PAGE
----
James Thompson, Tory Parker, LiAndrea Goatley, & Bailey Preston in Significant Other. Photo: Wayward Actors

Significant Other

By Josh Harmon
Directed by Taylor Clemons

A review by Brian Kennedy

Entire contents are copyright © 2022 by Brian Kennedy. All rights reserved.

Finding love is tough. Being the only one left after all of your close friends have found their own loves is even tougher. Wayward Actors’ Company showcases those feelings to varying degrees of success in Significant Other, now playing at The Bard’s Town.

The Josh Harmon play, directed by Taylor Clemons, features Jordan (James Thompson), a single gay man standing on the edge of 30 and wondering if there’s anyone to love him. Throughout the play, Jordan’s life becomes more and more isolated as his once very close female friends Kiki (LiAndrea Goatley), Laura (Tory Parker), and Vanessa (Bailey Preston) find and marry their significant others. 

The chemistry between the four friends was a little hard to determine early on. The very first scene at Kiki’s bachelorette party went too slow, lacking the necessary enthusiasm from anyone on stage. However, in this same stretch, there was a heartwarming and humorous rendition of Celine Dion’s “Because You Loved Me.” 

As his friends find their partners, Jordan struggles to connect with someone. His attempts include falling for a fellow office worker Will (Darien Dean, in one of three roles) and their storyline dominates the first act, soon talking to each other and, eventually, going to a movie theater to watch a documentary on the Franco-Prussian War. 

There are plenty of funny lines and expressive moments within the Jordan/Will storyline. However, Thompson’s line delivery lacked a lot of feeling. When Jordan watches Will emerging from a pool, Thompson recites Jordan’s monologue with little of the feelings of desire, longing, and excitement that the text seems to call for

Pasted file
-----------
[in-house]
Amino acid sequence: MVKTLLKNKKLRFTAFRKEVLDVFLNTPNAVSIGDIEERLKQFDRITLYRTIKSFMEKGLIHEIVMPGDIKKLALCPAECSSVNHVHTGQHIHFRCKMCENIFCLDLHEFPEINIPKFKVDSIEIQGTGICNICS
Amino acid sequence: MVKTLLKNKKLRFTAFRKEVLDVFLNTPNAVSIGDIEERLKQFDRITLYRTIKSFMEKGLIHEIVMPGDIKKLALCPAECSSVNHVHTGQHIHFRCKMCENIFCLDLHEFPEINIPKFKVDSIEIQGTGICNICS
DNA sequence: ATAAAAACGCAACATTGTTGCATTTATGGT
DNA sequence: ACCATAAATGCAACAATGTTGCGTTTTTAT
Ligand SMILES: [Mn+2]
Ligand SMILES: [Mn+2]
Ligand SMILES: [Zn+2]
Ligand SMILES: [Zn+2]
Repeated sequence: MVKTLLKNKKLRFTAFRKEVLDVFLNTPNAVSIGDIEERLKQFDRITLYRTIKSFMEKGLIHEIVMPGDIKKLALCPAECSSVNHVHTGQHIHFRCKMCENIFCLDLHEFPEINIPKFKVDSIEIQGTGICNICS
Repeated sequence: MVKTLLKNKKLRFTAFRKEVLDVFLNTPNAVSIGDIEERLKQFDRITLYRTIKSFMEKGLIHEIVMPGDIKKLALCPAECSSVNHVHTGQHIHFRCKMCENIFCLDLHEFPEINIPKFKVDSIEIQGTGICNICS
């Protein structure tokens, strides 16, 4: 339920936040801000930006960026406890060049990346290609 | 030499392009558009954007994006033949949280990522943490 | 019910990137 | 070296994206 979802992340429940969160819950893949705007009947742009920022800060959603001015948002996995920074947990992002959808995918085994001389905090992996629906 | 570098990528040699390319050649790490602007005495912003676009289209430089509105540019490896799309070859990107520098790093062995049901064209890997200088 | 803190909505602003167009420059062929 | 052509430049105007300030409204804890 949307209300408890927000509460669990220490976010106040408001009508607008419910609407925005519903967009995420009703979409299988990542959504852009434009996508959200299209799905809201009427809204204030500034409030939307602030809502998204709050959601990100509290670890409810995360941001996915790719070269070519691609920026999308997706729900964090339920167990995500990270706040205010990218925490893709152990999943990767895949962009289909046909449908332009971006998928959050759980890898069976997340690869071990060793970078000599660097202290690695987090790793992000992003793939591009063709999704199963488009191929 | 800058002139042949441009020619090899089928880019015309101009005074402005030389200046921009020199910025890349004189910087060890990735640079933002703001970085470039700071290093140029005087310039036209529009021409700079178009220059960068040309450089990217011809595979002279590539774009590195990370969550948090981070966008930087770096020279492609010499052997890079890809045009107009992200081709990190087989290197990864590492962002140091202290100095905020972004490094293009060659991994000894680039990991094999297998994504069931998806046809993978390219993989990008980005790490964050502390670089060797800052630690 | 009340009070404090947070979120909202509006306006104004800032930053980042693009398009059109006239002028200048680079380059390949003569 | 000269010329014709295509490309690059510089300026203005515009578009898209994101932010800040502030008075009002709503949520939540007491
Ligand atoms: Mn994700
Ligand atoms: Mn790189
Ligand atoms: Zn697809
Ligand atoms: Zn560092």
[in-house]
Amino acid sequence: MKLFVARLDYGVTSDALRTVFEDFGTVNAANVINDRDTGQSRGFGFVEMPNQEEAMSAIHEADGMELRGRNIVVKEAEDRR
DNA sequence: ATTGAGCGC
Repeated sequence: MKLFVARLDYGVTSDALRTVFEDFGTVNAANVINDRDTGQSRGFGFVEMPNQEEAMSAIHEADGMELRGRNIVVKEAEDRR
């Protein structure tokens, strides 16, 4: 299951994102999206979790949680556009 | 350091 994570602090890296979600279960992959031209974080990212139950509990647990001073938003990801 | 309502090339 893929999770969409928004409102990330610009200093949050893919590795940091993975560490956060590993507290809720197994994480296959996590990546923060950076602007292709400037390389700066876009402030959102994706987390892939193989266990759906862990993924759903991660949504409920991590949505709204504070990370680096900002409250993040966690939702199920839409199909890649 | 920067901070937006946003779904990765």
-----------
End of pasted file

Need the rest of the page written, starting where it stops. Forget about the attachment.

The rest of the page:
Thankfully, Thompson does a better job handling the emotions associated with isolation and loneliness, which simmered in the first act but bubbled to the surface in the second act. Jordan’s attempt to fight off sending an email that makes him seem needy felt much more real. Later, those same feelings boil over via a selfish rant that Thompson delivers perfectly and is a highlight of the show. 

Throughout Jordan’s struggles to find love, he leans on his close relationship with his grandmother Helene (Jennifer Starr). Starr delightfully uses a Jewish New York accent that is not over the top and switches effortlessly between hilarious moments and the more poignant ones. 

Another fun character was Evan (Brad Lambert, one of three characters he plays), another of Jordan’s co-workers. Lambert went appropriately loud and over the top, livening up the proceedings.

The stage was bare in the center throughout the play except when chairs or props were brought out. Those chairs were placed on stage left and right when not in use. Also, one side of the stage had a bookcase with a coffee pot and, hanging above it, a clock that only showed the time of 10:10. Office scenes made use of this area. The other side showed some books on a nightstand. Above them were some posters advertising the musicals Pippin and Now Here This. The spare design work kept the focus on the actors.

Significant Other

June 17 – 19, 24 – 26 @ 7:30 pm

Wayward Actors Company
The Bard’s Town
1801 Bardstown Road
Louisville, KY 40205

Brian Kennedy is a nearly life-long Louisville resident who has performed in plays since 2004. He also wrote extensively about the Louisville theatre scene for Louisville.com and Examiner.com from 2009-2015. Currently, he maintains the theatre blog LouBriantheater. When not involved in the theatre scene, he is an avid runner, participating in 5Ks throughout the state and in southern Indiana.